I was going to write a post about the midpoint of summer break, and whether or not I was keeping up with my goal of making the summer worth something.
Unfortunately, my grandfather died last week, so instead I spent the week writing his eulogy and attending his funeral.
I grew up with eight grandparents. Mom’s parents were divorced and remarried, and then we had Dad’s parents, and Stepdad’s parents.
As kids we called all of them “Grandma” and “Grandpa” to their faces. But when referring to them privately, we found it hard to keep track of the original six. They became “Grandma and Grandpa,” “Grandma and Grandpa in Florida” and “Grandma and Grandpa Who Shoots Bears.” Once George came into the picture, we were old enough to understand that we could attach last names, and we did so for his parents. Still, even as adult my brother and I referred to our grandparents by their original nicknames.
Three of them have now died. The first two died of alcoholism and lung cancer respectively, so we knew they were sick. “Grandpa Who Shoos Bears” died fairly unexpectedly. He was in the hospital and then the ICU unit, but he got sick really quickly.
My mom and aunts asked me if I would write the eulogy. I was nervous about doing Grandpa justice, but I was also honored to be asked. I couldn’t help much from a distance, and this was a way to do something for the family, to take something off of their plates.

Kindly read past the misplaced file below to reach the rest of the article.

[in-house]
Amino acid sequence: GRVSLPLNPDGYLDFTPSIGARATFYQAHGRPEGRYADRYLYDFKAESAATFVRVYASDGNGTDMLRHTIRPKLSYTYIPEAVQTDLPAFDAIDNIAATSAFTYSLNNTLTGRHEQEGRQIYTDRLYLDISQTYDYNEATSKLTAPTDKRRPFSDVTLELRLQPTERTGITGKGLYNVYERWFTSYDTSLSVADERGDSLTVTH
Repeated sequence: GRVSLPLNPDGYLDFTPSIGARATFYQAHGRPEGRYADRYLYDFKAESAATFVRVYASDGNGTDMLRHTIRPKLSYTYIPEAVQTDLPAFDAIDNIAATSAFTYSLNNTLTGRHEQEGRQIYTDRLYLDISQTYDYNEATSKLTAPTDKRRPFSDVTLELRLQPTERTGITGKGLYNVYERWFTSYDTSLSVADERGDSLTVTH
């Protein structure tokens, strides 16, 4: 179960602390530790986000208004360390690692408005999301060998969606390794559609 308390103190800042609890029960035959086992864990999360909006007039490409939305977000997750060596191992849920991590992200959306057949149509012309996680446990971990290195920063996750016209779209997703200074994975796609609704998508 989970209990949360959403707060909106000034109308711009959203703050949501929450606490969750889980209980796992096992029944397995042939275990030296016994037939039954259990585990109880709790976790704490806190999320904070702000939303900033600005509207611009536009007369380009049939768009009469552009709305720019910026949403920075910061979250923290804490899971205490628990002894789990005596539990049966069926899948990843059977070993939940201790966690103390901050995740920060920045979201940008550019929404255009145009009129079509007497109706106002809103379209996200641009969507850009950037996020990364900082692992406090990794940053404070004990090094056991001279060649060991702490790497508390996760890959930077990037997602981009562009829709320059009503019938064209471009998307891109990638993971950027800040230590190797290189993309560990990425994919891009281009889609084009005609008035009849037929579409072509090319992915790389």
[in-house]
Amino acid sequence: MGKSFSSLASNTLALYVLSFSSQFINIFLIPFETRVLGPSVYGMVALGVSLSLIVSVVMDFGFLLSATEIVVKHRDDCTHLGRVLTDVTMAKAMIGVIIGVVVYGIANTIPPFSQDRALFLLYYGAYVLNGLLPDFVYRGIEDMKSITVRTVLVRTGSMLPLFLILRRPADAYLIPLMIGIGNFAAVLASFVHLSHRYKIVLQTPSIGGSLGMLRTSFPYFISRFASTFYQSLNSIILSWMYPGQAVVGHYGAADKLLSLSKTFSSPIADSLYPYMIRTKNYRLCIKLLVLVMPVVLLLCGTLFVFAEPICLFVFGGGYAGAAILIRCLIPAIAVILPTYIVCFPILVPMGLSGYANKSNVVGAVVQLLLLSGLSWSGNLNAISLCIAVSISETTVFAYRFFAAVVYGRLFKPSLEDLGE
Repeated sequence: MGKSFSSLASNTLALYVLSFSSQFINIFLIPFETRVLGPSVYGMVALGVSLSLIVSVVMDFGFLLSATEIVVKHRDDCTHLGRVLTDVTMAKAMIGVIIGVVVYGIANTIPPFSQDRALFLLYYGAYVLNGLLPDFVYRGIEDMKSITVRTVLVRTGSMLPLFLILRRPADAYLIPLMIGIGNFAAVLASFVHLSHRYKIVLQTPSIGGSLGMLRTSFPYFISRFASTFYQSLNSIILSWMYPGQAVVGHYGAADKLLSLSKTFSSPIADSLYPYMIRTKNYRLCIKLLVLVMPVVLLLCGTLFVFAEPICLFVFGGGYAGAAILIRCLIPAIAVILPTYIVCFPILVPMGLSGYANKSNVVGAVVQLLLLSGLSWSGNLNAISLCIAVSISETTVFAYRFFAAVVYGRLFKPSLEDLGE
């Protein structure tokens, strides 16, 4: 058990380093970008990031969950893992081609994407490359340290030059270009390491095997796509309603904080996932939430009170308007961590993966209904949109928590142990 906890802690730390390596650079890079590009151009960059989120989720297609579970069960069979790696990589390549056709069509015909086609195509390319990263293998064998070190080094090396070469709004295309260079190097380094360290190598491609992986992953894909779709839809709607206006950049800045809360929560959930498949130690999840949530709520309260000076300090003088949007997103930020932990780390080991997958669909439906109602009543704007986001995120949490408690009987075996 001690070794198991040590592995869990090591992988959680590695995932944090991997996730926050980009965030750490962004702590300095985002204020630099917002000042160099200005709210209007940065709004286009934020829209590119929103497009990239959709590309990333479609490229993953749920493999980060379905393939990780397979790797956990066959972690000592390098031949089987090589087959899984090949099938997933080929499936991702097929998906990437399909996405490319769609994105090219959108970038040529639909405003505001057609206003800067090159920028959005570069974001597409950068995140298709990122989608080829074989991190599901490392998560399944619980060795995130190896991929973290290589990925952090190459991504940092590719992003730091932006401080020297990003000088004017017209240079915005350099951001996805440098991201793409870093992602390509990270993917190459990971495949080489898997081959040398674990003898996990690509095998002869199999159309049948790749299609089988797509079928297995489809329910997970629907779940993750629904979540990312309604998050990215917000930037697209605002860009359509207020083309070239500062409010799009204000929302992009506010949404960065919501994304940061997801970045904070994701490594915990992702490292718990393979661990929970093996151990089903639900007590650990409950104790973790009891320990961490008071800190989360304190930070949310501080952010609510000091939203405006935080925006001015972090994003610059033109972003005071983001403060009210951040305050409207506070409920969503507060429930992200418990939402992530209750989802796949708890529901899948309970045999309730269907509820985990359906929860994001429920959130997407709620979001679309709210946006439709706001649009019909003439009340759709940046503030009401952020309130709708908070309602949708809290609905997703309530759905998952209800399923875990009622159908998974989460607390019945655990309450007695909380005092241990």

I collected memories from his four daughters and wrote the eulogy, using his nicknames as a running theme. One of my cousins read the eulogy and did a wonderful job with it. My brother made a beautiful slideshow for him—and yes, he found a photo of Grandpa with a bear he’d shot!
Grandpa Who Shoots Bears was a trucker, and his big rig was at the church, which was a nice touch.
With Grandpa’s Big Rig, Good Man, and the Niece and Nephew
We were able to see Grandma and Grandpa Who Shoots Bears at the Fourth of July party, although we didn’t get any photos with them. Originally, I had wanted to go to Minnesota in August, for the State Fair. We went for the party because Good Man insisted it was important to see family.
I’m glad I let him “win” that argument.